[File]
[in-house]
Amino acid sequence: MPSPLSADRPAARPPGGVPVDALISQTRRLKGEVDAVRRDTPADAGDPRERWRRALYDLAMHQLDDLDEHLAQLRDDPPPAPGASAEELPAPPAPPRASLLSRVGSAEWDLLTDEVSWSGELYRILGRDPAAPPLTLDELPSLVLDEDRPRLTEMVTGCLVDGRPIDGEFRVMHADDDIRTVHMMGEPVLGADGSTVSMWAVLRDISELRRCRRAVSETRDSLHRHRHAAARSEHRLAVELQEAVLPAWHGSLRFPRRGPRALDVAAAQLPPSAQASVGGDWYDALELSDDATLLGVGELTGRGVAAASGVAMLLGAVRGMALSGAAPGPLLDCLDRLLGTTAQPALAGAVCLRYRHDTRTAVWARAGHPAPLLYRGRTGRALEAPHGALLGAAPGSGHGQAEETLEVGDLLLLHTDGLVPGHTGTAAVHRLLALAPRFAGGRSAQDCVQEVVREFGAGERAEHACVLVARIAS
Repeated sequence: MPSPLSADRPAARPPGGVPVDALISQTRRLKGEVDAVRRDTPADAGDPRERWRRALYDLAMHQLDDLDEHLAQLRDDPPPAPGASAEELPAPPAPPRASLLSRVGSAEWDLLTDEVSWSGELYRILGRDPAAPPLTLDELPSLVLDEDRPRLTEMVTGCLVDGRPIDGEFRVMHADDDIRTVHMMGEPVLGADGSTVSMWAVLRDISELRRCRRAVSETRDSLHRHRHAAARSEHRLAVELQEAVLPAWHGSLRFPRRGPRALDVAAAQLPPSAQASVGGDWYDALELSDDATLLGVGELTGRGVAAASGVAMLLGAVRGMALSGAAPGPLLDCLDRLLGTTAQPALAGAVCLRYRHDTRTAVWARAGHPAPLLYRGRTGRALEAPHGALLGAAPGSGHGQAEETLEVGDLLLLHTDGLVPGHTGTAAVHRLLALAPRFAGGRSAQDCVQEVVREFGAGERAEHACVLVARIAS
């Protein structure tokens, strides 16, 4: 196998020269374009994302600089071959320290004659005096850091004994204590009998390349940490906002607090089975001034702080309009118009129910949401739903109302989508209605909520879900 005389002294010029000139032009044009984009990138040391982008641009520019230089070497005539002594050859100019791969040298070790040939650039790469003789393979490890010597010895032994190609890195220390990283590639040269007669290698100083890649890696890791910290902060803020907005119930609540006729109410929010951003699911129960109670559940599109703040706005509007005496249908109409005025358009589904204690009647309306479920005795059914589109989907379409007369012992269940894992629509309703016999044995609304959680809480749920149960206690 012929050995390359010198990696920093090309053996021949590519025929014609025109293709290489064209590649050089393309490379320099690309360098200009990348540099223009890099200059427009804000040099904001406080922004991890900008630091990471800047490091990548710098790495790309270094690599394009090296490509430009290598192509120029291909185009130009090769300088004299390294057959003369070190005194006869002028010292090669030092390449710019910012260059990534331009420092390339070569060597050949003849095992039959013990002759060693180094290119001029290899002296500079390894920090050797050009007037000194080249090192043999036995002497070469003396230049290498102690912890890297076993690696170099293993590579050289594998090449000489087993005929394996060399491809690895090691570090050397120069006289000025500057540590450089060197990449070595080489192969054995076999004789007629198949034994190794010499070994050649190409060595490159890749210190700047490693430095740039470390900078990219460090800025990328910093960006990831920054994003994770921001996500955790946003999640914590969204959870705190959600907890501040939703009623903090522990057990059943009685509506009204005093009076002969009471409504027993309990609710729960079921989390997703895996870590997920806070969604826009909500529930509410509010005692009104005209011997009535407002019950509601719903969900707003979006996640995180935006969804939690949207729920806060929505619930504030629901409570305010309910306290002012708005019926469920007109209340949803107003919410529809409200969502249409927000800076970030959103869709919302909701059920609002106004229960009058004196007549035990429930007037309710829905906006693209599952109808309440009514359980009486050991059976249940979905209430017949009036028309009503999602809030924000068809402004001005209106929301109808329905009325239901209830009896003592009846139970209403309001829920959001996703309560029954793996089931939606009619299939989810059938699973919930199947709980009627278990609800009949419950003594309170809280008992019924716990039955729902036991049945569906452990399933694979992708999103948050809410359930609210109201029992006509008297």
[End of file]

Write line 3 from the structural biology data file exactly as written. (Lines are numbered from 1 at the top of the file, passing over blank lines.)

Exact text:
Repeated sequence: MPSPLSADRPAARPPGGVPVDALISQTRRLKGEVDAVRRDTPADAGDPRERWRRALYDLAMHQLDDLDEHLAQLRDDPPPAPGASAEELPAPPAPPRASLLSRVGSAEWDLLTDEVSWSGELYRILGRDPAAPPLTLDELPSLVLDEDRPRLTEMVTGCLVDGRPIDGEFRVMHADDDIRTVHMMGEPVLGADGSTVSMWAVLRDISELRRCRRAVSETRDSLHRHRHAAARSEHRLAVELQEAVLPAWHGSLRFPRRGPRALDVAAAQLPPSAQASVGGDWYDALELSDDATLLGVGELTGRGVAAASGVAMLLGAVRGMALSGAAPGPLLDCLDRLLGTTAQPALAGAVCLRYRHDTRTAVWARAGHPAPLLYRGRTGRALEAPHGALLGAAPGSGHGQAEETLEVGDLLLLHTDGLVPGHTGTAAVHRLLALAPRFAGGRSAQDCVQEVVREFGAGERAEHACVLVARIAS